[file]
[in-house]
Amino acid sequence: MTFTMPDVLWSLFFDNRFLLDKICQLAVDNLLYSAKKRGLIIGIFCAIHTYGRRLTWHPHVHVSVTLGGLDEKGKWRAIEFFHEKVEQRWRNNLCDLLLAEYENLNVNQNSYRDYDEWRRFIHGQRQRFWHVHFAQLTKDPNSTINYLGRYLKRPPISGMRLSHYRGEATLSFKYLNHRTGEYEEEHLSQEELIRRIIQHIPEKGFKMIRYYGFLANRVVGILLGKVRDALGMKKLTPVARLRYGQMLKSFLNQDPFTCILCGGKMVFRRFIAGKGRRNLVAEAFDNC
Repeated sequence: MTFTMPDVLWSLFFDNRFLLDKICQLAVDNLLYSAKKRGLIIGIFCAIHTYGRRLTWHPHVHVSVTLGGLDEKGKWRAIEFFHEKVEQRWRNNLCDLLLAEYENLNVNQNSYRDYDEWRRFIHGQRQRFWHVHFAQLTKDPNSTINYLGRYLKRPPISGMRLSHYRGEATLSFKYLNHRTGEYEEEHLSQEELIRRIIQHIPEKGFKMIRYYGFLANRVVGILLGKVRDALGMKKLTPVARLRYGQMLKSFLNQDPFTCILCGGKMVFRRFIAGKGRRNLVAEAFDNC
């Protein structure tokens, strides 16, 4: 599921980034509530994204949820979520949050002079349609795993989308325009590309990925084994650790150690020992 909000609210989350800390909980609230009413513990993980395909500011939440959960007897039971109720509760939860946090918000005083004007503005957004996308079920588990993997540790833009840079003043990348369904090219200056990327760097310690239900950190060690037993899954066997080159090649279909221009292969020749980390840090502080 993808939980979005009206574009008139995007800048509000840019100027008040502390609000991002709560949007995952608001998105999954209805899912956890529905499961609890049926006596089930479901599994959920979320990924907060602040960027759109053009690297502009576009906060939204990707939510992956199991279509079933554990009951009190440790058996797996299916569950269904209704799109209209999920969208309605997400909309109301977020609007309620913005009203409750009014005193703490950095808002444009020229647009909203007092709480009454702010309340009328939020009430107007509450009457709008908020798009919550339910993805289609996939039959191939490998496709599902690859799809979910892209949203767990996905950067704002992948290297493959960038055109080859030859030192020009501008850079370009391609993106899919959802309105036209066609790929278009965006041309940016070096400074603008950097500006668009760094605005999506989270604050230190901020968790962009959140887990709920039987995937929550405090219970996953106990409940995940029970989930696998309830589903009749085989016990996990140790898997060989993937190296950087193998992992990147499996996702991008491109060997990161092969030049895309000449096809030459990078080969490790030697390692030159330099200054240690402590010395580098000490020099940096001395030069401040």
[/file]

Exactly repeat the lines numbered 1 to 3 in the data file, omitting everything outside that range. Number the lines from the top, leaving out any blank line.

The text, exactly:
[in-house]
Amino acid sequence: MTFTMPDVLWSLFFDNRFLLDKICQLAVDNLLYSAKKRGLIIGIFCAIHTYGRRLTWHPHVHVSVTLGGLDEKGKWRAIEFFHEKVEQRWRNNLCDLLLAEYENLNVNQNSYRDYDEWRRFIHGQRQRFWHVHFAQLTKDPNSTINYLGRYLKRPPISGMRLSHYRGEATLSFKYLNHRTGEYEEEHLSQEELIRRIIQHIPEKGFKMIRYYGFLANRVVGILLGKVRDALGMKKLTPVARLRYGQMLKSFLNQDPFTCILCGGKMVFRRFIAGKGRRNLVAEAFDNC
Repeated sequence: MTFTMPDVLWSLFFDNRFLLDKICQLAVDNLLYSAKKRGLIIGIFCAIHTYGRRLTWHPHVHVSVTLGGLDEKGKWRAIEFFHEKVEQRWRNNLCDLLLAEYENLNVNQNSYRDYDEWRRFIHGQRQRFWHVHFAQLTKDPNSTINYLGRYLKRPPISGMRLSHYRGEATLSFKYLNHRTGEYEEEHLSQEELIRRIIQHIPEKGFKMIRYYGFLANRVVGILLGKVRDALGMKKLTPVARLRYGQMLKSFLNQDPFTCILCGGKMVFRRFIAGKGRRNLVAEAFDNC